WHAT’S THE GLOBAL MARKET SIZE OF TURKEY?
The global market size amounts to around EUR 30bn with France as the leader in the market with EUR 9bn. The top 10 countries with the highest market size after France are as follows:
Italy: EUR 5.3bn
Spain: EUR 2.6bn
Chile: EUR 1.8bn
Australia: EUR 1.4bn
U.S.: EUR 1.3bn
New Zealand: EUR 0.96bn
Germany: EUR 0.96bn
Argentine: EUR 0.73bn
Portugal: EUR 0.73bn
South Africa: EUR 0.72bn
Turkey’s market size stood at around EUR 10m before the pandemic. Turkish wines are offered as ethnic market products in the countries and markets where Turkish people live. They aren’t included in global gastronomy, with a few exceptions now. The situation is similar in te closed sales markets. Sales and promotions in tourism in the domestic market will really help Turkey to get involved in international gastronomy.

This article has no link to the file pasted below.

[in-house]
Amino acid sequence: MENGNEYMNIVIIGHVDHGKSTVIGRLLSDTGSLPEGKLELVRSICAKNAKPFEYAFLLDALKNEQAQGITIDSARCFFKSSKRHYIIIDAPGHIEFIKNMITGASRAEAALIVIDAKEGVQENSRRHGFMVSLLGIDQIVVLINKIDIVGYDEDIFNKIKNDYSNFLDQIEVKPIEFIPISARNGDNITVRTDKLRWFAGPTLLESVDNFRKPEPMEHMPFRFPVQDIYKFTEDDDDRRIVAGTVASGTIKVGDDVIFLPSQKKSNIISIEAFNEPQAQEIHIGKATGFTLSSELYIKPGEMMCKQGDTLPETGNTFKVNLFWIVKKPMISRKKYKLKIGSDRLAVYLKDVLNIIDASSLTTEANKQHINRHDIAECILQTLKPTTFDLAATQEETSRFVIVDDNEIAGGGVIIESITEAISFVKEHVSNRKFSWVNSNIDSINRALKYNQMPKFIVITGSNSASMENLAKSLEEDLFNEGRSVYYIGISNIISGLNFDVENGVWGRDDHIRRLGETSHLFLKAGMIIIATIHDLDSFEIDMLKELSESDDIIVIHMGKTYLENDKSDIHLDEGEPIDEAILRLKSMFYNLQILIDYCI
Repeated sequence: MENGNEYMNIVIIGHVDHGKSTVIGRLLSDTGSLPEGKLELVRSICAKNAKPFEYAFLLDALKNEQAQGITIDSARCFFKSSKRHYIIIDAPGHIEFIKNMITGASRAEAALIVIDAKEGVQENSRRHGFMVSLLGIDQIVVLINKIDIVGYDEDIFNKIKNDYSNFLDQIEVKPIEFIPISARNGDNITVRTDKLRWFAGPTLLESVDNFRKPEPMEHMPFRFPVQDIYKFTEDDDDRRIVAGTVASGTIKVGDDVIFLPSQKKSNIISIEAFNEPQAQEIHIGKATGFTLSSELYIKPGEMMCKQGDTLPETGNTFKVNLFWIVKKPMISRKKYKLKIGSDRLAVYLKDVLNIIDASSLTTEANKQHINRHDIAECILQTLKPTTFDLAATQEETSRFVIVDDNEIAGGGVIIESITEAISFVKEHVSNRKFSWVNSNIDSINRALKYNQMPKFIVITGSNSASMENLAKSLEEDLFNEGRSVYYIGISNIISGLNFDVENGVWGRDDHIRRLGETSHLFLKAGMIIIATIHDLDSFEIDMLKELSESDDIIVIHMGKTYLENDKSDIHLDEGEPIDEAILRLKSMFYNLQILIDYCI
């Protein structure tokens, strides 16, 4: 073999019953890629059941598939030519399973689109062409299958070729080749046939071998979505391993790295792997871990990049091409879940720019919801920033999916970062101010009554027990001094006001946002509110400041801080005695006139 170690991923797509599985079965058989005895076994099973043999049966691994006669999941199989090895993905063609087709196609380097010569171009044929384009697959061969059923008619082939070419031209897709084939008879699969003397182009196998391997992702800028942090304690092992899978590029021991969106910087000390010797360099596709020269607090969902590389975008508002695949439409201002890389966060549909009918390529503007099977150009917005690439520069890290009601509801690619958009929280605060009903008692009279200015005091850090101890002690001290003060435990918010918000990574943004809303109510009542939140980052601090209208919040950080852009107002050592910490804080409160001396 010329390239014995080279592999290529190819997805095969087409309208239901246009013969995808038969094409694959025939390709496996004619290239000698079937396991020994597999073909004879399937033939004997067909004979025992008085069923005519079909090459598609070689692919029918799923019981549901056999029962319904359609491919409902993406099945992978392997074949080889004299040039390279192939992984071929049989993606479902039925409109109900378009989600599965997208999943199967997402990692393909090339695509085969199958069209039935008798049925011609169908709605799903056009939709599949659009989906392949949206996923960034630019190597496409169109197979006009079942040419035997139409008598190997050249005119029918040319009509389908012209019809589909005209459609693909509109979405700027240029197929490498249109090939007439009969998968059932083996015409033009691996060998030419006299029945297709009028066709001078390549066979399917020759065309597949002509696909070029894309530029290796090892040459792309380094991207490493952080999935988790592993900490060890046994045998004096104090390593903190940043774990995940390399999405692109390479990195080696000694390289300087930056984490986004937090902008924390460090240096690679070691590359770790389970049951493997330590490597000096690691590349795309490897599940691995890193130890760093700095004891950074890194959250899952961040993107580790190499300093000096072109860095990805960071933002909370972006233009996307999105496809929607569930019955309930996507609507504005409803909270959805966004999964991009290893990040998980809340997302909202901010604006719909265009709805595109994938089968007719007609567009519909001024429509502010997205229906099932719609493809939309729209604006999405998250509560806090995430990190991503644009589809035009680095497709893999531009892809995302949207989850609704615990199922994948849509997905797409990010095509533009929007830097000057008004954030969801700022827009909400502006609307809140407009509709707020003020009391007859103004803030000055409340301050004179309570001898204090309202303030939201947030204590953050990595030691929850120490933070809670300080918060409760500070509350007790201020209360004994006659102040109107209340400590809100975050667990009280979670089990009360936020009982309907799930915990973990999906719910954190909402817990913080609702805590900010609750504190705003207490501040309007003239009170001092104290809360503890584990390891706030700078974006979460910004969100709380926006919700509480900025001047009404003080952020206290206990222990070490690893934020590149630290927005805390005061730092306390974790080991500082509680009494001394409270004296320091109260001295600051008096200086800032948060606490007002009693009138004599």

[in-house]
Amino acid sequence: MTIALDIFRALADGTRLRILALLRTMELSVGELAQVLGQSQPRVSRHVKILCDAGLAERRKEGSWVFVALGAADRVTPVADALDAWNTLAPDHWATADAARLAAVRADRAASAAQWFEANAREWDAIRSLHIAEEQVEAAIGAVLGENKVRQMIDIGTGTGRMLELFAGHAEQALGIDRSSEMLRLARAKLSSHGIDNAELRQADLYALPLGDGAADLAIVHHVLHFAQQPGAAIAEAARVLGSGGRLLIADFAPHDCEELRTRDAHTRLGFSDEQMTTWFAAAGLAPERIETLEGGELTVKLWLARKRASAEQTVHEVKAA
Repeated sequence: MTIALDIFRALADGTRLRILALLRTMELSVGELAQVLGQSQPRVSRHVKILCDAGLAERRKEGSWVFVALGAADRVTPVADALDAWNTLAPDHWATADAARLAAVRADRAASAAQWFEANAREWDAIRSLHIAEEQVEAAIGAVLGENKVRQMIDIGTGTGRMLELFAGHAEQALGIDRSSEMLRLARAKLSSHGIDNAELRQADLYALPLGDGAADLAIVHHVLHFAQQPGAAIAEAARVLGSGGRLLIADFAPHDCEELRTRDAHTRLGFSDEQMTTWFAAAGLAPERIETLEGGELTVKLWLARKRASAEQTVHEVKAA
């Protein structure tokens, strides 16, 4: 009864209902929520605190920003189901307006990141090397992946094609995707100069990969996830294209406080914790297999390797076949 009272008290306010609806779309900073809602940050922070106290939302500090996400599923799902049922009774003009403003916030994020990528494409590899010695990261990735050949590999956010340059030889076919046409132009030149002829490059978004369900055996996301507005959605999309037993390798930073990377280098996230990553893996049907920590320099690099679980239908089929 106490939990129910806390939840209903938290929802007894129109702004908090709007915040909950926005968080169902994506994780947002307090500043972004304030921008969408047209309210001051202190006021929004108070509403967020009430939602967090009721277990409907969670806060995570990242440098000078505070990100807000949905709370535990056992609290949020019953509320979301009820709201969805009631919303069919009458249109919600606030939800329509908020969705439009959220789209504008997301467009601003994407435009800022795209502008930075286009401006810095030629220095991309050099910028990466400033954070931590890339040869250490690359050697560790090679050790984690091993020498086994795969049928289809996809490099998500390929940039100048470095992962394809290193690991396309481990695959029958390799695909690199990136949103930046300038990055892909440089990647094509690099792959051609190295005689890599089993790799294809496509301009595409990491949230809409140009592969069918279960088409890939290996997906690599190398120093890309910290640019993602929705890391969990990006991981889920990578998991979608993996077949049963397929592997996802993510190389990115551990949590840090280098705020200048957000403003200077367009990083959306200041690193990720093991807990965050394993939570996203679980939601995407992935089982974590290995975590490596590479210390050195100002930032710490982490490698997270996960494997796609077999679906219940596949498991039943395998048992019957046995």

Each tourist visiting Turkey is an instrument for promotion. As the number of Turkish restaurants, which have international standards, increase abroad, Turkey will more easily promote its wines and cuisine and raise demand.
THE TURKISH WINE INDUSTRY IS EXPERIENCING HARDSHIPS DUE TO BANS IMPOSED BY THE GOVERNMENT AS IT MAINTAINS A STANCE AGAINST ALCOHOL. HOWEVER, NEW BOUTIQUE PRODUCERS HAVE ENTERED THE SECTOR OVER THE PAST DECADE. HOW DO YOU READ THIS?